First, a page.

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Return to a time when horny videogames made you type: Leisure Suit Larry is now free

If you've never played Leisure Suit Larry in the Land of the Lounge Lizards, well, the truth is that it's probably too late now. What seemed risque in 1987 wouldn't raise an eyebrow today, and while no specific examples leap immediately to mind I am reasonably confident that there are at least a couple of jokes in there that have not aged well.

Still, it is a landmark videogame—one of the groundbreaking adventures that established Sierra as a powerhouse in the early days of PC gaming—and so if you've never played it but kind of want to, now you can jump in without spending a penny courtesy of a giveaway at Indiegala.

The name of the game is simple: You, Larry Laffer, are a short, balding, middle-aged man with terrible taste in clothing who has recently moved to the skeevy city of Lost Wages. And now it's time for a night on the town, beginning at Lefty's Bar and ending, hopefully, with the woman of your dreams.

Bear in mind that this is the truly OG version of Leisure Suit Larry and not one of the updates, so it uses a text parser for input—no mouse here—and it's delivered as a direct download rather than a key. You'll also die, a lot, without warning and for stupid reasons. It's definitely an old-time experience.

Still, you can't beat the price, and if you have fun with it but wish it was just a little bit more modern, that's an option too: For $10, GOG has the VGA remake along with most of the games in the series in its Leisure Suit Larry package, while the $5 Reloaded version on the Microsoft Store is an update with brand-new graphics, audio, scenes, and jokes.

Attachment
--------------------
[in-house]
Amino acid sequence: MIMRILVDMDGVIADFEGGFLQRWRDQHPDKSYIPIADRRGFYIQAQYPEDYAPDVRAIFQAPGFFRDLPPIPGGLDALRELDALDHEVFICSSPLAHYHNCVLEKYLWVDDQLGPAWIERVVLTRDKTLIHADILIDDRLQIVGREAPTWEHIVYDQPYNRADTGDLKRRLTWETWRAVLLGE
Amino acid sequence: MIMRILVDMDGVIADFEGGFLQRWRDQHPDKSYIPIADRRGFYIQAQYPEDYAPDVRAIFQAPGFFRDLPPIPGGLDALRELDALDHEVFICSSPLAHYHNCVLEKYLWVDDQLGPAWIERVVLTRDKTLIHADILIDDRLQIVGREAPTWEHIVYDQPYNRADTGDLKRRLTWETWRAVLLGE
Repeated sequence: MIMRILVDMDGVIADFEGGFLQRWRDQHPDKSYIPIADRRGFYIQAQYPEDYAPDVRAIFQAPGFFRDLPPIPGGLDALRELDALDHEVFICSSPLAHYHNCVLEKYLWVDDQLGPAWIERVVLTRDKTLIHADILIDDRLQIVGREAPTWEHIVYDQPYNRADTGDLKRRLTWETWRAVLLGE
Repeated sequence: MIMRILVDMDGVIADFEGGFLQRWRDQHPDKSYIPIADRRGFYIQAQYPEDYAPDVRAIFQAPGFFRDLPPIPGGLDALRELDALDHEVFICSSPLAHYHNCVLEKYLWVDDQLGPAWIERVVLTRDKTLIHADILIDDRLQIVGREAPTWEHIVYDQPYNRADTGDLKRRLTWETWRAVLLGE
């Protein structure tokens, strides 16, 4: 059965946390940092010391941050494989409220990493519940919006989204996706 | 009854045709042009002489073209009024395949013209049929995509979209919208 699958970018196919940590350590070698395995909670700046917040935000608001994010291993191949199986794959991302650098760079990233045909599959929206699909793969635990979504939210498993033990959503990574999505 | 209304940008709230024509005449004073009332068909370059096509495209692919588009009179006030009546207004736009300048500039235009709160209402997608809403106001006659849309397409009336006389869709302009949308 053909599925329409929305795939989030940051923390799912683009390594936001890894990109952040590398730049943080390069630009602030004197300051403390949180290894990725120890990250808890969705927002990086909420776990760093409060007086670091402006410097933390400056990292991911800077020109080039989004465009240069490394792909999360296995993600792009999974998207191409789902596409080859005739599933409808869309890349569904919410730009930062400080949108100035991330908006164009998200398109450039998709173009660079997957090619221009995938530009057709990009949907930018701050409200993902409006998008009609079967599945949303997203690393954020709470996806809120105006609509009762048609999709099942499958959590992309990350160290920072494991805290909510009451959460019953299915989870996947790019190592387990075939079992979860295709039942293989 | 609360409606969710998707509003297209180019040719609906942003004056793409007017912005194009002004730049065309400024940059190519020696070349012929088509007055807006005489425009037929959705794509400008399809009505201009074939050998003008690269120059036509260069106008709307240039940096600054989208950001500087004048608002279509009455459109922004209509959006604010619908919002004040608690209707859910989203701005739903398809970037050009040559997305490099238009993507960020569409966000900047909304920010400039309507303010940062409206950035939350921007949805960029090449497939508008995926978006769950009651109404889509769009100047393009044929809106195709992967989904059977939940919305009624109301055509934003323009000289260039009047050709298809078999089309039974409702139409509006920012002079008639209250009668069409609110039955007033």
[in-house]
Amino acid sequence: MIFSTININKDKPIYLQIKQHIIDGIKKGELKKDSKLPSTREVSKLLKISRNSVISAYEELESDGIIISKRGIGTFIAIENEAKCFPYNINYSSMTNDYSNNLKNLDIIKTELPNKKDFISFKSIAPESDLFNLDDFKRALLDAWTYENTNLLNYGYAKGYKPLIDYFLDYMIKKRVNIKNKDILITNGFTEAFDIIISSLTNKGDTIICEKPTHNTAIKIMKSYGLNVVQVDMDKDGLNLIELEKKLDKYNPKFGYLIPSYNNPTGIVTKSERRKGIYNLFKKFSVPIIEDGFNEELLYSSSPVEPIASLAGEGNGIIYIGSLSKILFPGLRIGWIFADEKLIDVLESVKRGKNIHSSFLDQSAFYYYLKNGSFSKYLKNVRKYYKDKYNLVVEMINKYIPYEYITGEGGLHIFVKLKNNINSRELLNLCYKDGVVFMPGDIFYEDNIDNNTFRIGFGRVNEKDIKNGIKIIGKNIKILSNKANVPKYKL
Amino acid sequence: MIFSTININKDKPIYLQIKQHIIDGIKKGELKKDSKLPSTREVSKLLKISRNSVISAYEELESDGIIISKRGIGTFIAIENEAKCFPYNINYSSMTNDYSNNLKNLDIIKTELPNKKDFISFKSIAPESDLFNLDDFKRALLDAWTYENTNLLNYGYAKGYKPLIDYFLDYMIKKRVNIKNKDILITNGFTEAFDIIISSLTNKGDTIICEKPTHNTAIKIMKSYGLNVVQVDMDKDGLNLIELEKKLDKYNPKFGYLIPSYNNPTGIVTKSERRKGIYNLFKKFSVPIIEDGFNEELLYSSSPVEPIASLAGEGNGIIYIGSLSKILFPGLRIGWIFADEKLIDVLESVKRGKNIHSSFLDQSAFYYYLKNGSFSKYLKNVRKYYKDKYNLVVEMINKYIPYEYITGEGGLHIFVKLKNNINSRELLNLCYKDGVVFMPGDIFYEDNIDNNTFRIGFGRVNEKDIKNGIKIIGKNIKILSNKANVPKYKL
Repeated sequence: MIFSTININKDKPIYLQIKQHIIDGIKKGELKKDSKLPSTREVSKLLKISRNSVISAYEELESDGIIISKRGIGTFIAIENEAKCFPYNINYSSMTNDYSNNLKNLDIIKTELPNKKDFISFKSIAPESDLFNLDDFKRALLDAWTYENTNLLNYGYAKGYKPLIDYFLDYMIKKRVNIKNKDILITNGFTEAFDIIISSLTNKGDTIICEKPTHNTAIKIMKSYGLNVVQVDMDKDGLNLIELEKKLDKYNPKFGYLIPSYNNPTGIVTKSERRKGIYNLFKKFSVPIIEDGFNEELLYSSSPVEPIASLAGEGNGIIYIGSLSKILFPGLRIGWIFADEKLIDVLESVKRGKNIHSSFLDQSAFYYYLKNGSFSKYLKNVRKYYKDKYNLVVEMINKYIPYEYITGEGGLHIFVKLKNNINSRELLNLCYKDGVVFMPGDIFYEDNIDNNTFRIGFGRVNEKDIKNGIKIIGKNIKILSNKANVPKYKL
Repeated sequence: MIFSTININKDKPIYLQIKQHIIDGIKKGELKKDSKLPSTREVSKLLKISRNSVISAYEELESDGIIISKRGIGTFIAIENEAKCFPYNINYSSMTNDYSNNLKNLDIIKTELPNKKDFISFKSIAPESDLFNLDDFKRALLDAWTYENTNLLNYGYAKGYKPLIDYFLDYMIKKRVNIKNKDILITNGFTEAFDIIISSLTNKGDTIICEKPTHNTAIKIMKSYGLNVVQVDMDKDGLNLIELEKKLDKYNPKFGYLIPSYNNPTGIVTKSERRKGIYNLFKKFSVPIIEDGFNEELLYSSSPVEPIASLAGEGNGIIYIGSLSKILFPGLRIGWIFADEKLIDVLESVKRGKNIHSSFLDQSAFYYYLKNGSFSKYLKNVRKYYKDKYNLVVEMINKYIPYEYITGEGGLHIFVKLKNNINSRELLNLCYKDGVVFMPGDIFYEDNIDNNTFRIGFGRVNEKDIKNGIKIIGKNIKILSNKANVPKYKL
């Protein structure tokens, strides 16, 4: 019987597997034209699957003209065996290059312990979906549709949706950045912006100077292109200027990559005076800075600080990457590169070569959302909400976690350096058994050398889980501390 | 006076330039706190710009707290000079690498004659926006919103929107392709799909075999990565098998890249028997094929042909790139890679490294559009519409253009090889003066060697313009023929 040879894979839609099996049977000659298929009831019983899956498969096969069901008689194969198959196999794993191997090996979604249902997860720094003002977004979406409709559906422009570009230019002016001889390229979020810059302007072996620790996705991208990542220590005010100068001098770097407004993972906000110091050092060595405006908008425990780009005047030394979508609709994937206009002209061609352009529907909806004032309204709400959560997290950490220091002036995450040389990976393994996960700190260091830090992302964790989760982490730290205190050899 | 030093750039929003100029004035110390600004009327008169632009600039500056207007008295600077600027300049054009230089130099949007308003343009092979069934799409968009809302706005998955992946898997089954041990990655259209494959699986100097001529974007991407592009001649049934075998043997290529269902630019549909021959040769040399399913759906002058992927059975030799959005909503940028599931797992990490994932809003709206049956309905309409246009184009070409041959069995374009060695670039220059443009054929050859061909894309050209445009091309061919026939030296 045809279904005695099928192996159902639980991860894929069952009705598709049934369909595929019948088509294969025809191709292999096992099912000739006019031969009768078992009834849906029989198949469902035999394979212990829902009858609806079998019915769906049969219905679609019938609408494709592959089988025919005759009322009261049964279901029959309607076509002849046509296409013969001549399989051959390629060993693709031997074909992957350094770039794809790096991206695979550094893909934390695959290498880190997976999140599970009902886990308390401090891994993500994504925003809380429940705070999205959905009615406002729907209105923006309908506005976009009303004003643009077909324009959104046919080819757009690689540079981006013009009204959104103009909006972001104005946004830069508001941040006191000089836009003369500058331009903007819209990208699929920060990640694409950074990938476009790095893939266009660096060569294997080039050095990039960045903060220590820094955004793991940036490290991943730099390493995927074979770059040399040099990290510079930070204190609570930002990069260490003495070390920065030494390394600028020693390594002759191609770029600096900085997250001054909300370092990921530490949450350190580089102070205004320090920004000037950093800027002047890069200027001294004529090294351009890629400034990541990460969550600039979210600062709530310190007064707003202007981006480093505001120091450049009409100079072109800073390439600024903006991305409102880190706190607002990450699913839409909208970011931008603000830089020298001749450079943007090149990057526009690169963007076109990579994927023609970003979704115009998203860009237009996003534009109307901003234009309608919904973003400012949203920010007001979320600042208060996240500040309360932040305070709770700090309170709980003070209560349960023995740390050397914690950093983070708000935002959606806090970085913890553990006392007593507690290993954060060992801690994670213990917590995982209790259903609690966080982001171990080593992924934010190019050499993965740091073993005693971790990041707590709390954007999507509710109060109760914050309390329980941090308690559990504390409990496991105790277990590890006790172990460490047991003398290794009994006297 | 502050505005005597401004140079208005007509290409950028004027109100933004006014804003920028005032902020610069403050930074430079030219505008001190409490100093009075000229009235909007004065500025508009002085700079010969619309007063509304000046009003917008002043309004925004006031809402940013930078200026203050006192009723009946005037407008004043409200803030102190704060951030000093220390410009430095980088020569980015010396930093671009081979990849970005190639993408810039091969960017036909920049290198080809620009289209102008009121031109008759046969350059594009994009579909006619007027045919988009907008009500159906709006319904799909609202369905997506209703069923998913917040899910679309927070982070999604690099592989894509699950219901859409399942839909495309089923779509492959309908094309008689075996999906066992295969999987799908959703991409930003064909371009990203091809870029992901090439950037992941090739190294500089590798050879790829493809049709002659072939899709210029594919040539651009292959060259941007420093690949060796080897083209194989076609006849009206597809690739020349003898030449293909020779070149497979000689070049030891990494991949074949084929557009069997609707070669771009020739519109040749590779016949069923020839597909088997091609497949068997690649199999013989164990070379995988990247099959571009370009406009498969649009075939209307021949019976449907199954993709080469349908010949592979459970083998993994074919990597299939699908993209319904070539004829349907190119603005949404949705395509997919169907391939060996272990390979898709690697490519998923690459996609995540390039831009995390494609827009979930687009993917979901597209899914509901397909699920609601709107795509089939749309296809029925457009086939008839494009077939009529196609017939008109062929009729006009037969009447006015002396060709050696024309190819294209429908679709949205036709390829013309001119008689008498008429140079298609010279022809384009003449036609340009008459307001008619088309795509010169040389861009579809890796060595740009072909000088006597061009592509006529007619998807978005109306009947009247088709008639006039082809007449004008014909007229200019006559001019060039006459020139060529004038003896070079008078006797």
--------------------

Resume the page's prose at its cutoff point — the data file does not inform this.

Andy Chalk

Andy has been gaming on PCs from the very beginning, starting as a youngster with text adventures and primitive action games on a cassette-based TRS80. From there he graduated to the glory days of Sierra Online adventures and Microprose sims, ran a local BBS, learned how to build PCs, and developed a longstanding love of RPGs, immersive sims, and shooters. He began writing videogame news in 2007 for The Escapist and somehow managed to avoid getting fired until 2014, when he joined the storied ranks of PC Gamer. He covers all aspects of the industry, from new game announcements and patch notes to legal disputes, Twitch beefs, esports, and Henry Cavill. Lots of Henry Cavill.